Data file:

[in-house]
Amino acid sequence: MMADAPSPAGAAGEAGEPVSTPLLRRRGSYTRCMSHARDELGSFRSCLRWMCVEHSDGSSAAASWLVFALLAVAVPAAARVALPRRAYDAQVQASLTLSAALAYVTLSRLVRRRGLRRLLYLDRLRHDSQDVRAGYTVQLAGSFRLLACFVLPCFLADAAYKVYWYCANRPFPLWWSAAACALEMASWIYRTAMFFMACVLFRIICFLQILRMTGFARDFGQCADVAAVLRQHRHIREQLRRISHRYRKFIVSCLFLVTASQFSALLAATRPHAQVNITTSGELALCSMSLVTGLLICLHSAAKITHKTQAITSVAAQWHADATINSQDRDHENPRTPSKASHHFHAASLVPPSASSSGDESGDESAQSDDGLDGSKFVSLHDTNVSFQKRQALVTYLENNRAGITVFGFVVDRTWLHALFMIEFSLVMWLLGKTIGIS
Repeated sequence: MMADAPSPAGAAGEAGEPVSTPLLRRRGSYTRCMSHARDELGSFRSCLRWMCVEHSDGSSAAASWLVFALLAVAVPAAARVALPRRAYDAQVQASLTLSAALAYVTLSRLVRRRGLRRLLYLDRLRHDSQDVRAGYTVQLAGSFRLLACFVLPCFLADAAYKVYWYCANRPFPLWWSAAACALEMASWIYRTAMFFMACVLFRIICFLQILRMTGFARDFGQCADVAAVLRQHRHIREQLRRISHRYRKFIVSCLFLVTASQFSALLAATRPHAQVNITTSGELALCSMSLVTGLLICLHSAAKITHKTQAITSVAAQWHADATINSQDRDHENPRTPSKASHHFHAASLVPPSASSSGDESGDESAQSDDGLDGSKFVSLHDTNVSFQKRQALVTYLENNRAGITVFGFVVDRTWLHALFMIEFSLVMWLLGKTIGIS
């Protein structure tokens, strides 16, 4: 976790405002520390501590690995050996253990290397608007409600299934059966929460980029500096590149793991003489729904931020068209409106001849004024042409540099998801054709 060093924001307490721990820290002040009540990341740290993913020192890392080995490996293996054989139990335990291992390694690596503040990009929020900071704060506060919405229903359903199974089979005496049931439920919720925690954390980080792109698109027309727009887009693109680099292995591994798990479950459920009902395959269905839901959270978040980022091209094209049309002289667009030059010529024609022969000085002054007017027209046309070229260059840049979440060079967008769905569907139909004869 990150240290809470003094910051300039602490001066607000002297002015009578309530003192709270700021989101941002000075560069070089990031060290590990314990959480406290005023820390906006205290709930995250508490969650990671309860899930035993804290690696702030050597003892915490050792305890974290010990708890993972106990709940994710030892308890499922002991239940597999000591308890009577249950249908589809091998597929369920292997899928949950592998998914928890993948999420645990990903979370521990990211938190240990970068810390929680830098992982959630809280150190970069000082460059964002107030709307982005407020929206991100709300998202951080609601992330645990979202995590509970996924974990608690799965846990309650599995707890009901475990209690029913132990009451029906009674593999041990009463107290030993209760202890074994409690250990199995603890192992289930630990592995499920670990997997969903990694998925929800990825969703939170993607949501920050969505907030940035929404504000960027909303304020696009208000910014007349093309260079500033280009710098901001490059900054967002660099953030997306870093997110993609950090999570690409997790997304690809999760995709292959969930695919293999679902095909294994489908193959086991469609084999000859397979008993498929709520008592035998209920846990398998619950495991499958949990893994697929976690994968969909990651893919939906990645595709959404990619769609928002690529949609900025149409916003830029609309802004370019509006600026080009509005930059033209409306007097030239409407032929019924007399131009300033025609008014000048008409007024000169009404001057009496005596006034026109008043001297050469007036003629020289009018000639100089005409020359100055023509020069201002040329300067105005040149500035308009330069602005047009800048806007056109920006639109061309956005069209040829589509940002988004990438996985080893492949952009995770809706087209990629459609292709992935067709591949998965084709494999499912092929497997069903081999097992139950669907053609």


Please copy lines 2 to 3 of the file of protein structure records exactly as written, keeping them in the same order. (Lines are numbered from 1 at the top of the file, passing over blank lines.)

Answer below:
Amino acid sequence: MMADAPSPAGAAGEAGEPVSTPLLRRRGSYTRCMSHARDELGSFRSCLRWMCVEHSDGSSAAASWLVFALLAVAVPAAARVALPRRAYDAQVQASLTLSAALAYVTLSRLVRRRGLRRLLYLDRLRHDSQDVRAGYTVQLAGSFRLLACFVLPCFLADAAYKVYWYCANRPFPLWWSAAACALEMASWIYRTAMFFMACVLFRIICFLQILRMTGFARDFGQCADVAAVLRQHRHIREQLRRISHRYRKFIVSCLFLVTASQFSALLAATRPHAQVNITTSGELALCSMSLVTGLLICLHSAAKITHKTQAITSVAAQWHADATINSQDRDHENPRTPSKASHHFHAASLVPPSASSSGDESGDESAQSDDGLDGSKFVSLHDTNVSFQKRQALVTYLENNRAGITVFGFVVDRTWLHALFMIEFSLVMWLLGKTIGIS
Repeated sequence: MMADAPSPAGAAGEAGEPVSTPLLRRRGSYTRCMSHARDELGSFRSCLRWMCVEHSDGSSAAASWLVFALLAVAVPAAARVALPRRAYDAQVQASLTLSAALAYVTLSRLVRRRGLRRLLYLDRLRHDSQDVRAGYTVQLAGSFRLLACFVLPCFLADAAYKVYWYCANRPFPLWWSAAACALEMASWIYRTAMFFMACVLFRIICFLQILRMTGFARDFGQCADVAAVLRQHRHIREQLRRISHRYRKFIVSCLFLVTASQFSALLAATRPHAQVNITTSGELALCSMSLVTGLLICLHSAAKITHKTQAITSVAAQWHADATINSQDRDHENPRTPSKASHHFHAASLVPPSASSSGDESGDESAQSDDGLDGSKFVSLHDTNVSFQKRQALVTYLENNRAGITVFGFVVDRTWLHALFMIEFSLVMWLLGKTIGIS